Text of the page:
Seems to me this is quite consistent with Rick's take on style-
centered as opposed to effect-centered pedagogies.
> What counts now as "American" style compostition are many of the
> practices that many of us currently advocate. So for example
> interactive workshops, attention to invention, drafts,
> collaborative projects etc. etc. are often viewed (within English
> departments) as strange foreign and not-to-be trusted practices.
> What counts as "Canadian" seems to be the mechanistic style focused
> courses as present in many of the handbooks that have been revised
> into "Canadian" editions.
Cathy's suggestion that this is driven by economics might be right
in terms of the immediate administrative decisions, but long-term I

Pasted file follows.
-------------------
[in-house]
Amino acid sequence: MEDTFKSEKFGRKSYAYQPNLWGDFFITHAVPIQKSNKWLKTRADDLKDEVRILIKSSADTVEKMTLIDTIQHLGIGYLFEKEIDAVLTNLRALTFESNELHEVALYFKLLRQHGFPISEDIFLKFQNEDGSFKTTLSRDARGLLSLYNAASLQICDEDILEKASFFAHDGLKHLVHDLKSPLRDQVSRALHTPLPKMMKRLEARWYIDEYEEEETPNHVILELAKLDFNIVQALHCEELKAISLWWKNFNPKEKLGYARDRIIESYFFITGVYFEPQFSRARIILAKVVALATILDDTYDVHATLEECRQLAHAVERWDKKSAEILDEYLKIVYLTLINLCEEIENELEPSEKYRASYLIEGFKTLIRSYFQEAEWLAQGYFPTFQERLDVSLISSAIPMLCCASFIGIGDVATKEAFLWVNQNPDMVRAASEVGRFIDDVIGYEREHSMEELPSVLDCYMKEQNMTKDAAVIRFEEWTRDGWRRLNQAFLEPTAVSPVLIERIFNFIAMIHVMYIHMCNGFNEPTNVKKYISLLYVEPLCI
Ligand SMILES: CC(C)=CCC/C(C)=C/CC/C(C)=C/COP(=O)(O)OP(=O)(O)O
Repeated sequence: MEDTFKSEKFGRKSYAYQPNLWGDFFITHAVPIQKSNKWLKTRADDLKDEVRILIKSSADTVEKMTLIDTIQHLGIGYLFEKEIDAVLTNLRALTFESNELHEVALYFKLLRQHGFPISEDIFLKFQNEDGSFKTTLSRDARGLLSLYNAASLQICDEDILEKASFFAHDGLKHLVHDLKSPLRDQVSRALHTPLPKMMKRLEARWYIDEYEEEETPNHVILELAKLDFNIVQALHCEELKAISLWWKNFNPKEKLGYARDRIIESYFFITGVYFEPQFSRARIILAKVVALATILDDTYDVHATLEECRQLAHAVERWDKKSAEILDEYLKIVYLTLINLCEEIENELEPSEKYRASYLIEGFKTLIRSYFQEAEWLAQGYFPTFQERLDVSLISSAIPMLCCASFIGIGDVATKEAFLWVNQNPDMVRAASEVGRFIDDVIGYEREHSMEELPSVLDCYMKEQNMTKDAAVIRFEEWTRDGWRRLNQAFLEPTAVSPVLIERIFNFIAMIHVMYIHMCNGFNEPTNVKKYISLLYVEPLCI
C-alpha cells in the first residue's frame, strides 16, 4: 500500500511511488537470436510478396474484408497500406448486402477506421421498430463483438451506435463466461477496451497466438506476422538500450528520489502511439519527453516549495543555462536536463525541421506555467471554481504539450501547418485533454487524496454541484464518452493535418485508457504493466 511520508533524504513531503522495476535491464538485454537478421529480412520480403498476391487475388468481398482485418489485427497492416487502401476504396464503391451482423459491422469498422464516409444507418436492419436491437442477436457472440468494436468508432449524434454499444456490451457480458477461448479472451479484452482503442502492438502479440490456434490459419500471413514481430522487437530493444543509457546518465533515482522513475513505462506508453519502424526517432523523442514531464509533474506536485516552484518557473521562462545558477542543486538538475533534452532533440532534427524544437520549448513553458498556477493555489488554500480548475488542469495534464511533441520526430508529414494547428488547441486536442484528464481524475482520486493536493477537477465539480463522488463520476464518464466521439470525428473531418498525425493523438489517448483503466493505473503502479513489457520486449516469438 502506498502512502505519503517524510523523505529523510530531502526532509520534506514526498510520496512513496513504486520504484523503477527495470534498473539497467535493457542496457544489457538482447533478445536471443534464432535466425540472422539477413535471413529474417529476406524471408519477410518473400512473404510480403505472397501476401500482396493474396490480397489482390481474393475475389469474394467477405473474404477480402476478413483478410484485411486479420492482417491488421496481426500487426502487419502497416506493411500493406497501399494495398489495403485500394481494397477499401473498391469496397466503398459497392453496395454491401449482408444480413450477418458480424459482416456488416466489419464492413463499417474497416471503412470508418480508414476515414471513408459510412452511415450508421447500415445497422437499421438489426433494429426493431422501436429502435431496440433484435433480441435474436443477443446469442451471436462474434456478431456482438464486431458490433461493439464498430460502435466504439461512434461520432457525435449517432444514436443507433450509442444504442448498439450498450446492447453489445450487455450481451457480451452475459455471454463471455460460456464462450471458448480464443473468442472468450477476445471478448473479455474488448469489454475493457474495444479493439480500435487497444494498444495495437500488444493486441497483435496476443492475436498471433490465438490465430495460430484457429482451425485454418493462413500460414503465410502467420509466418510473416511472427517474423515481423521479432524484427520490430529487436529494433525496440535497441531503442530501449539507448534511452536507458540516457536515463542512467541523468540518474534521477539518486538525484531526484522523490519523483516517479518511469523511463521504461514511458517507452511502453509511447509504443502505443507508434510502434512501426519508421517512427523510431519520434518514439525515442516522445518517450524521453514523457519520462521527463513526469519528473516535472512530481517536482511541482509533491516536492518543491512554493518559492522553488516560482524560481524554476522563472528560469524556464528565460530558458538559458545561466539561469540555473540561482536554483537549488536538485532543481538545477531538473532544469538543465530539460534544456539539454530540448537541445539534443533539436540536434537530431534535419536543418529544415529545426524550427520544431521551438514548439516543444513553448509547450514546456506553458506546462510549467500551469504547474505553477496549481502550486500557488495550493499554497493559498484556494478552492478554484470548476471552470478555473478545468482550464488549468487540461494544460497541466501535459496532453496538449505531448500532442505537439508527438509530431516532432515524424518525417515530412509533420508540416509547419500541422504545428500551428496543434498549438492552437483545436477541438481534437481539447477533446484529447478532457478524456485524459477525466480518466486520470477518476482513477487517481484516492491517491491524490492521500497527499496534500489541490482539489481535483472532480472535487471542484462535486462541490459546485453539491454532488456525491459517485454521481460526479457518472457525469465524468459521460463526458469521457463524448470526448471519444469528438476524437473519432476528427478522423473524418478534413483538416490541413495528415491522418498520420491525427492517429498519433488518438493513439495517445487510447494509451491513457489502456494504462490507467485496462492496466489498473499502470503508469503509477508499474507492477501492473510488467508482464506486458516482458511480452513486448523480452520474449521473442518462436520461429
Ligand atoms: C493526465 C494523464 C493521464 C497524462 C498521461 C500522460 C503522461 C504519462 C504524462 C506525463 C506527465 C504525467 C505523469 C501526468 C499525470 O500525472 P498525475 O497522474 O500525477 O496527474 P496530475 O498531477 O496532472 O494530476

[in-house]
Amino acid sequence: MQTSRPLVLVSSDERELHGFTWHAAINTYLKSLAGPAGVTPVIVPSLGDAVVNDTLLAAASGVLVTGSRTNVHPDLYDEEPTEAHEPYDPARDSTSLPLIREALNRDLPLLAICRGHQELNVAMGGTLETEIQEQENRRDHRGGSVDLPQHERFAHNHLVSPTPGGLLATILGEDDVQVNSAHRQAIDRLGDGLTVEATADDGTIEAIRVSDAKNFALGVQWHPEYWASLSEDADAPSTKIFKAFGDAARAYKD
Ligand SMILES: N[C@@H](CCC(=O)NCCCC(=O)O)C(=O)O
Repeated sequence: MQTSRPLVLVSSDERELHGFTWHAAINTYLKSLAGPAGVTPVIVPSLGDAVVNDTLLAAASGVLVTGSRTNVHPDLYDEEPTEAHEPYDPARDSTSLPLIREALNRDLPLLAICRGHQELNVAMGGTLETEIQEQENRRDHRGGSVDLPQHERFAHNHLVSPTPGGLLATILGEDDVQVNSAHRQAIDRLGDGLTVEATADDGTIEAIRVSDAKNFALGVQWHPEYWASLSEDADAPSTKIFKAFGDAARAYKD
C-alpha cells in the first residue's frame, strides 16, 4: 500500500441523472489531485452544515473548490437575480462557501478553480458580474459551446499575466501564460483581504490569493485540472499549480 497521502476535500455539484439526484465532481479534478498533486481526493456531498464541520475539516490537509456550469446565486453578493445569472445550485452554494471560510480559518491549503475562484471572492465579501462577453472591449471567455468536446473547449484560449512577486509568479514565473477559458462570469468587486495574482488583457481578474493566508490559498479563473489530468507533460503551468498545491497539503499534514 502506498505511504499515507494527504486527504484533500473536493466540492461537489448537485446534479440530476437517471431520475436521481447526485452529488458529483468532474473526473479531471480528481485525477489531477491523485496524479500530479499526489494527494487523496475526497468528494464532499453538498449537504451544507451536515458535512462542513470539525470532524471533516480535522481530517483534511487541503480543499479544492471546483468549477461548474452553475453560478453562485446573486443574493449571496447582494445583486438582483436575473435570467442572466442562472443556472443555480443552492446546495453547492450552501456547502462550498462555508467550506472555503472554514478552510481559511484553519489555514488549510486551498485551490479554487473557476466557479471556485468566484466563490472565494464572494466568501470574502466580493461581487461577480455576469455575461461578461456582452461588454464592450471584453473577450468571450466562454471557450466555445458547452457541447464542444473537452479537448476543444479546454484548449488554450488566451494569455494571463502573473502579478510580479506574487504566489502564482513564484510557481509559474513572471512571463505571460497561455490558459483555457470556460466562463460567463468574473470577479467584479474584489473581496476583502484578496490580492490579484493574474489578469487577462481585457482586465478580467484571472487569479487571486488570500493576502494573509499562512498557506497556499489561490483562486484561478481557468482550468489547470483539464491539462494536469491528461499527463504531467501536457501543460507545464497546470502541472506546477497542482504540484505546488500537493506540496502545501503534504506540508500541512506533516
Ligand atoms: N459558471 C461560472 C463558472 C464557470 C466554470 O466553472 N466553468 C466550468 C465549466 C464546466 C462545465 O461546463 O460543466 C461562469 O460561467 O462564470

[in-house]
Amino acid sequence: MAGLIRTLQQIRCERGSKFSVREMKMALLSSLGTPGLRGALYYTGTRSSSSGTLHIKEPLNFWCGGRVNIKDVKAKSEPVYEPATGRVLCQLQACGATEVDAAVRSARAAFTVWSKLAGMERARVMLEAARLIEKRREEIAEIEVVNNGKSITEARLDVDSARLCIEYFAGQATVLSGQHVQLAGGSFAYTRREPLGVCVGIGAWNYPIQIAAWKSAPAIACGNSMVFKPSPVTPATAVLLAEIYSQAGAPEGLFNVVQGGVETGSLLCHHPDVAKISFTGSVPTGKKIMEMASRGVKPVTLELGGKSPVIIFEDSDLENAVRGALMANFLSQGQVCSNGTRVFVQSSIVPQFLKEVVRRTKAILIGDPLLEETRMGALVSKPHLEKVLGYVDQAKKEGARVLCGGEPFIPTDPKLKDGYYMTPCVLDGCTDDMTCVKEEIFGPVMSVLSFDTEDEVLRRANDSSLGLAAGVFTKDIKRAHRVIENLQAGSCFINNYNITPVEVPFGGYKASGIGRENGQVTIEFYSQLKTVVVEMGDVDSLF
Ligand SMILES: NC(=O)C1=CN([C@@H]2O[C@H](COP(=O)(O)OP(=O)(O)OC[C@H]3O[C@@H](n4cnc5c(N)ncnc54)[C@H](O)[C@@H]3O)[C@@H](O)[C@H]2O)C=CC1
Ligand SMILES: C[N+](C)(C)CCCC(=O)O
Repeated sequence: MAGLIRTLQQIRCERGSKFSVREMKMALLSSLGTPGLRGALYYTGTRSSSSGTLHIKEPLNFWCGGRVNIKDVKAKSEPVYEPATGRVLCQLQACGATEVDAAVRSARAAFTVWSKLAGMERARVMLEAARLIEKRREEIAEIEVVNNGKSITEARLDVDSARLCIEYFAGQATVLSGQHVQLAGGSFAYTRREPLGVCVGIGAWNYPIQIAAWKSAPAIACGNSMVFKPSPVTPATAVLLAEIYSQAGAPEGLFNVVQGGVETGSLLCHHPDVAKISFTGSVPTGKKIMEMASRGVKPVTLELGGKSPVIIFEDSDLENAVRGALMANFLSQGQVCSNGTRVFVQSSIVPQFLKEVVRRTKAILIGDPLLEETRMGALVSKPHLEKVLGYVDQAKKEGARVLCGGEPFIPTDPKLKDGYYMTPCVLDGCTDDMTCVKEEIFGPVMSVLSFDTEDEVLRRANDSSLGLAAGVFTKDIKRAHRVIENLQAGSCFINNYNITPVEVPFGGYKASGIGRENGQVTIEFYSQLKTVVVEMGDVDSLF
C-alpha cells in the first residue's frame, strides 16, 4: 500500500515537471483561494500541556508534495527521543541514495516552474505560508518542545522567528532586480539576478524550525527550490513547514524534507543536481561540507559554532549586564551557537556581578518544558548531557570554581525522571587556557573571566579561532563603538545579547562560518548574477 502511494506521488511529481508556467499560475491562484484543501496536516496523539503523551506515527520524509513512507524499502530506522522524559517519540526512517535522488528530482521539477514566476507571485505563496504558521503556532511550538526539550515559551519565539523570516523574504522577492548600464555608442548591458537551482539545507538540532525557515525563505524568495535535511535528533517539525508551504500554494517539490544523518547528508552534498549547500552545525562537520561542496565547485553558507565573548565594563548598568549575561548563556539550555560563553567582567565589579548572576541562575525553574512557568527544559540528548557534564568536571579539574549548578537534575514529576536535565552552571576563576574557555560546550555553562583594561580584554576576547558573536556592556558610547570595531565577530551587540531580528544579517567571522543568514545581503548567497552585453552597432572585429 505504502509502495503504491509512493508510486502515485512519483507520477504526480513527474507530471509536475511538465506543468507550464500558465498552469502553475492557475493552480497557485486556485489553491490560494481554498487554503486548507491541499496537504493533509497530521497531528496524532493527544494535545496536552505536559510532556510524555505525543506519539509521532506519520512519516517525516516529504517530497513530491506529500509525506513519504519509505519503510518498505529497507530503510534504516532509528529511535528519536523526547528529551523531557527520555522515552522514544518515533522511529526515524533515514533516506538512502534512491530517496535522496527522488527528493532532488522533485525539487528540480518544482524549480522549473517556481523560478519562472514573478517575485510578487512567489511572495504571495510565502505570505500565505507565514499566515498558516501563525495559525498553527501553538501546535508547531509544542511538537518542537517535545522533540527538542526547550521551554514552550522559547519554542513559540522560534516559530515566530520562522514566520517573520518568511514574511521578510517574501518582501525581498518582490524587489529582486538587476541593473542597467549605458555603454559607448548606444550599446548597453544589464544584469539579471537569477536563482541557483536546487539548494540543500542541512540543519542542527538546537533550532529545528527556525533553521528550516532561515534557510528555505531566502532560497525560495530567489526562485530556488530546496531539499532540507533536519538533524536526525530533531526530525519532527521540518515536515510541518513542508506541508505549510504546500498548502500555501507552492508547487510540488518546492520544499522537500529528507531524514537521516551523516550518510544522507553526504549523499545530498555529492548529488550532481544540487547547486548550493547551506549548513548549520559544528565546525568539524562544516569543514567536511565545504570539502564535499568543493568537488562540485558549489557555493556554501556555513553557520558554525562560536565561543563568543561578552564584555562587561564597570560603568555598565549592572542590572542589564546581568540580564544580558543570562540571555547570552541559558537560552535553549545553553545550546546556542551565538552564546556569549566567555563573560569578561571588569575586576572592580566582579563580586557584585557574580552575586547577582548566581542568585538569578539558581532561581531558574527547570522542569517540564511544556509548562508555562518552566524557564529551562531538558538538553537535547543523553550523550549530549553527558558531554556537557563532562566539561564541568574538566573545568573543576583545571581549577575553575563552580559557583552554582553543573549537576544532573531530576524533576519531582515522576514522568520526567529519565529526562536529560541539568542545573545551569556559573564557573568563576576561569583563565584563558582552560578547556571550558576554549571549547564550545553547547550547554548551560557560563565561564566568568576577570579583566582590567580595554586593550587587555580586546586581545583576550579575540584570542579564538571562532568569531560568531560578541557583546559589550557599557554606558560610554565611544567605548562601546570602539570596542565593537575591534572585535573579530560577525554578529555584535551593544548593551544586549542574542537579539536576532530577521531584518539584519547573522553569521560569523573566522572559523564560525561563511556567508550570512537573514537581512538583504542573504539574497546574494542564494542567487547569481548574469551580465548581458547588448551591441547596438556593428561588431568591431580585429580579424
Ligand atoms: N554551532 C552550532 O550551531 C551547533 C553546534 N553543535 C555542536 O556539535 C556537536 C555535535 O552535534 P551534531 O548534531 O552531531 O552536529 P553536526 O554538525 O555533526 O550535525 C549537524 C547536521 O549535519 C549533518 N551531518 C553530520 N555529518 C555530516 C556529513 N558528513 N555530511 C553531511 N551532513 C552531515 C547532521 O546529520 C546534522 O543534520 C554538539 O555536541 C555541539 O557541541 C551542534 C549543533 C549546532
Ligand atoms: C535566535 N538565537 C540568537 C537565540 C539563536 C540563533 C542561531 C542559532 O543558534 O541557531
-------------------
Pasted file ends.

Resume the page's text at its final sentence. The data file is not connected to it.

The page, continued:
think (a) both forms are pretty labor-intensive and (b) the choice
of the "mechanistic, style-focused courses" is actually driven more
by a set of goals focused mainly on weeding out those who don't get it
rather than on trying desperately to help those who don't get it
build a model of discourse where they might.
It has been said about a university which shall remain unnamed, "Oh,
yes, that's the place where they take all those silk purses and make
silk purses out of them."
Russell A. Hunt __|~_)_ __)_|~_ Aquinas Chair
St. Thomas University )_ __)_|_)__ __) PHONE: (506) 452-0424
Fredericton, New Brunswick | )____) | FAX: (506) 450-9615
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